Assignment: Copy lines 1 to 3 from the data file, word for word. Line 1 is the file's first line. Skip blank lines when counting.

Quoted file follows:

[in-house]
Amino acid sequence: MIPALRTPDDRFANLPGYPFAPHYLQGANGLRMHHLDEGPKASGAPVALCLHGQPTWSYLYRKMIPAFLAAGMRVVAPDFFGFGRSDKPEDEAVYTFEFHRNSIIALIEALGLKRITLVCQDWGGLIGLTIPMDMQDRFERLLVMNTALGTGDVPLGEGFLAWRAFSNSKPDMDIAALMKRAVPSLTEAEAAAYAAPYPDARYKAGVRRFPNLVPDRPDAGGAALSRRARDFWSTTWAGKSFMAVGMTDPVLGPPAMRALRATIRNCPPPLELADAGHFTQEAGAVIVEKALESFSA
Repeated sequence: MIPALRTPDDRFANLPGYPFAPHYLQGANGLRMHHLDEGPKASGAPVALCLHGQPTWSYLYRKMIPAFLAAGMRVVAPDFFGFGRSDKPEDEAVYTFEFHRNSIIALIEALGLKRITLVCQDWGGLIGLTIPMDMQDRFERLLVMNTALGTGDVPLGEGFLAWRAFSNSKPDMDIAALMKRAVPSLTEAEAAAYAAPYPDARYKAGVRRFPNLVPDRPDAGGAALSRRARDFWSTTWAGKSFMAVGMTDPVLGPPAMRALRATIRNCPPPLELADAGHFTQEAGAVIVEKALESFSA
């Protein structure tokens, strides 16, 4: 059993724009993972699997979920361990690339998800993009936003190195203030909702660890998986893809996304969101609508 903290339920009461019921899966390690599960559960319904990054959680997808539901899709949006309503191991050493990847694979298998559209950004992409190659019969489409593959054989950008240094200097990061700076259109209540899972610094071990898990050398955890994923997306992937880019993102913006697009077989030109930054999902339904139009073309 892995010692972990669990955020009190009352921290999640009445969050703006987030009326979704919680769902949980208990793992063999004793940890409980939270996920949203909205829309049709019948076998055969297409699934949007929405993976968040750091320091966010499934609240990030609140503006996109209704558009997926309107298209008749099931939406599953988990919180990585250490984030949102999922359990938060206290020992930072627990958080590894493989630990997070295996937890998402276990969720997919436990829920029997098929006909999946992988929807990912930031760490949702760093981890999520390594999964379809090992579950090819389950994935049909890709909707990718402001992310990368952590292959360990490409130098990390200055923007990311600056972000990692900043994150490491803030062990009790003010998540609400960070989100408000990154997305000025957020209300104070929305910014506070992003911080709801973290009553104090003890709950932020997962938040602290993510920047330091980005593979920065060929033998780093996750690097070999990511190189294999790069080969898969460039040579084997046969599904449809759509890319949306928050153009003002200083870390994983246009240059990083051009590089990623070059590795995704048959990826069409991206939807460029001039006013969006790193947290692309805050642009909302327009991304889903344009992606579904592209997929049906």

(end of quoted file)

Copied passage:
[in-house]
Amino acid sequence: MIPALRTPDDRFANLPGYPFAPHYLQGANGLRMHHLDEGPKASGAPVALCLHGQPTWSYLYRKMIPAFLAAGMRVVAPDFFGFGRSDKPEDEAVYTFEFHRNSIIALIEALGLKRITLVCQDWGGLIGLTIPMDMQDRFERLLVMNTALGTGDVPLGEGFLAWRAFSNSKPDMDIAALMKRAVPSLTEAEAAAYAAPYPDARYKAGVRRFPNLVPDRPDAGGAALSRRARDFWSTTWAGKSFMAVGMTDPVLGPPAMRALRATIRNCPPPLELADAGHFTQEAGAVIVEKALESFSA
Repeated sequence: MIPALRTPDDRFANLPGYPFAPHYLQGANGLRMHHLDEGPKASGAPVALCLHGQPTWSYLYRKMIPAFLAAGMRVVAPDFFGFGRSDKPEDEAVYTFEFHRNSIIALIEALGLKRITLVCQDWGGLIGLTIPMDMQDRFERLLVMNTALGTGDVPLGEGFLAWRAFSNSKPDMDIAALMKRAVPSLTEAEAAAYAAPYPDARYKAGVRRFPNLVPDRPDAGGAALSRRARDFWSTTWAGKSFMAVGMTDPVLGPPAMRALRATIRNCPPPLELADAGHFTQEAGAVIVEKALESFSA